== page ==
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Tuesday, 12 March 2019 14:47

Emergency evacuations: how to deal with the issue of ‘bystander apathy’

It has been noted numerous times, in multiple studies, that building occupants often ignore or are slow to respond to standard fire alarm sounders: this is ‘bystander apathy’. This article looks at the issue and suggests some solutions.

Bystander apathy – a condition where people ignore an emergency when they believe someone else will take responsibility – is the social psychological phenomena that can affect the pre-movement phase of an escape, prolonging the time it takes before people react to an audible alarm. 

“There are multiple explanations as to why we have a natural tendency to dismiss alarms and any delay could prove critical or at worst, catastrophic,” says Steve Loughney of Siemens Building Technologies.  “People respond to others around them and a collective position often emerges during emergencies i.e. if one person moves, there is a likelihood that others will follow with the reverse also true.”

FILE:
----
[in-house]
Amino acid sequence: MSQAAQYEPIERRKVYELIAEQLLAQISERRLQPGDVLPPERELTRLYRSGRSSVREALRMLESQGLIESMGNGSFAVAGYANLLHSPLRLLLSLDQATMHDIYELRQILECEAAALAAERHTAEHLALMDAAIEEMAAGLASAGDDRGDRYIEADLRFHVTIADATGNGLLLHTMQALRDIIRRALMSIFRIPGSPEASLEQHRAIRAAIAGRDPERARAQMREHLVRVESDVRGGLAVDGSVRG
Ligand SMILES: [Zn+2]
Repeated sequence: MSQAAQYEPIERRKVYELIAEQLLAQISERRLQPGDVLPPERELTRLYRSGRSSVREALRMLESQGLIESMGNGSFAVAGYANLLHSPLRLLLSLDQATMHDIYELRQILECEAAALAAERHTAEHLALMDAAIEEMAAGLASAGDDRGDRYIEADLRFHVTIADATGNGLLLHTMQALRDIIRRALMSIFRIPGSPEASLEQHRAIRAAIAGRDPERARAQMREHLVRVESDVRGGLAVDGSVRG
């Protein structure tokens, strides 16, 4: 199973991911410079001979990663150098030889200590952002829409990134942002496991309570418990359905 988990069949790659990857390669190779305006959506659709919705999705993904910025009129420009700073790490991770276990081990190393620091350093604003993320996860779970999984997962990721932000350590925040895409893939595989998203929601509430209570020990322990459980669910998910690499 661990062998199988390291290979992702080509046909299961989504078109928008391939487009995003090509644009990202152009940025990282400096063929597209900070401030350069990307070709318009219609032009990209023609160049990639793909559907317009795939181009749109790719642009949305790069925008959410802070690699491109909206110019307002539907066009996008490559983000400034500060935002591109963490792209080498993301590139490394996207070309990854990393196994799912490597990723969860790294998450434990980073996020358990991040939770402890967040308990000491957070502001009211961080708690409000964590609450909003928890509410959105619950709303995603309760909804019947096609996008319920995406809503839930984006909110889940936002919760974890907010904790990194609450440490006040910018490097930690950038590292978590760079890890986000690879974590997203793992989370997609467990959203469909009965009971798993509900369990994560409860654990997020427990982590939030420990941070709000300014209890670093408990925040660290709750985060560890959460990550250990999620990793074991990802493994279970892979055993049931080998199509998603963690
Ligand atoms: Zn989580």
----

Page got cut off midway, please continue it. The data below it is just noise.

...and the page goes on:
“Doubts about the validity of warning sirens might also stem from loss of confidence we have in standard fire alarm systems. Nuisance alarms or false alarms have lulled us into a situation where blaring sounds or klaxons are often casually dismissed as non-emergency or non-life threatening,” continues Mr. Loughney.

This lack of urgency was echoed in studies by the International Rescue Committee when it found that less than 25 percent of occupants interpreted the sound of the fire alarm as a potential indication of a real emergency during mid-rise residential evacuation trials.

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https://www.continuitycentral.com/index.php/news/resilience-news/3808-emergency-evacuations-how-to-deal-with-the-issue-of-bystander-apathy